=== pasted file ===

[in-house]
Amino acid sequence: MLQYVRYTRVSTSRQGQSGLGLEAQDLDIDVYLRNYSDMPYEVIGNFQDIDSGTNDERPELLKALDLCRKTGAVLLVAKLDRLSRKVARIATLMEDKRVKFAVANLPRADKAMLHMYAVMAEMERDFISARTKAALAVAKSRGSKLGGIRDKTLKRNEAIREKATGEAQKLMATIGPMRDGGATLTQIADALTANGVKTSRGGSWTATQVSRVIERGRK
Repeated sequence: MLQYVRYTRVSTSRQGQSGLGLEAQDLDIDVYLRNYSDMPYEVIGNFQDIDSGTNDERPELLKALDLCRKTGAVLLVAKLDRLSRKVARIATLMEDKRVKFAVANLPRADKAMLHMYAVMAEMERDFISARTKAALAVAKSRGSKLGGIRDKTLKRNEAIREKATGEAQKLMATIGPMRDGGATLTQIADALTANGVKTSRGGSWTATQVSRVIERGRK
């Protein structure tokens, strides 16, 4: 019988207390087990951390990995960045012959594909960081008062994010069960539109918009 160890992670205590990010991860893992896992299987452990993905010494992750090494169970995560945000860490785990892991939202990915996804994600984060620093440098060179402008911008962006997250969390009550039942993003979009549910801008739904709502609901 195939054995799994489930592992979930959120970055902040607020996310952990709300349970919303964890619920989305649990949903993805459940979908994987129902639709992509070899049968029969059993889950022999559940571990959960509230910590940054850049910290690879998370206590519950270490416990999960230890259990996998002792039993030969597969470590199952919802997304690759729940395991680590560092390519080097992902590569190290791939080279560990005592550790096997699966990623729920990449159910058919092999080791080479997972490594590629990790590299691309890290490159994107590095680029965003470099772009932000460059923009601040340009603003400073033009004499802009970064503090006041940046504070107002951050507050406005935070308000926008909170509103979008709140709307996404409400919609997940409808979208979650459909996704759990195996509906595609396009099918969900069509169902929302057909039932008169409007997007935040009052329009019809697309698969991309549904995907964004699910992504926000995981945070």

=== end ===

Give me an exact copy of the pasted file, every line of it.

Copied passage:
[in-house]
Amino acid sequence: MLQYVRYTRVSTSRQGQSGLGLEAQDLDIDVYLRNYSDMPYEVIGNFQDIDSGTNDERPELLKALDLCRKTGAVLLVAKLDRLSRKVARIATLMEDKRVKFAVANLPRADKAMLHMYAVMAEMERDFISARTKAALAVAKSRGSKLGGIRDKTLKRNEAIREKATGEAQKLMATIGPMRDGGATLTQIADALTANGVKTSRGGSWTATQVSRVIERGRK
Repeated sequence: MLQYVRYTRVSTSRQGQSGLGLEAQDLDIDVYLRNYSDMPYEVIGNFQDIDSGTNDERPELLKALDLCRKTGAVLLVAKLDRLSRKVARIATLMEDKRVKFAVANLPRADKAMLHMYAVMAEMERDFISARTKAALAVAKSRGSKLGGIRDKTLKRNEAIREKATGEAQKLMATIGPMRDGGATLTQIADALTANGVKTSRGGSWTATQVSRVIERGRK
């Protein structure tokens, strides 16, 4: 019988207390087990951390990995960045012959594909960081008062994010069960539109918009 160890992670205590990010991860893992896992299987452990993905010494992750090494169970995560945000860490785990892991939202990915996804994600984060620093440098060179402008911008962006997250969390009550039942993003979009549910801008739904709502609901 195939054995799994489930592992979930959120970055902040607020996310952990709300349970919303964890619920989305649990949903993805459940979908994987129902639709992509070899049968029969059993889950022999559940571990959960509230910590940054850049910290690879998370206590519950270490416990999960230890259990996998002792039993030969597969470590199952919802997304690759729940395991680590560092390519080097992902590569190290791939080279560990005592550790096997699966990623729920990449159910058919092999080791080479997972490594590629990790590299691309890290490159994107590095680029965003470099772009932000460059923009601040340009603003400073033009004499802009970064503090006041940046504070107002951050507050406005935070308000926008909170509103979008709140709307996404409400919609997940409808979208979650459909996704759990195996509906595609396009099918969900069509169902929302057909039932008169409007997007935040009052329009019809697309698969991309549904995907964004699910992504926000995981945070």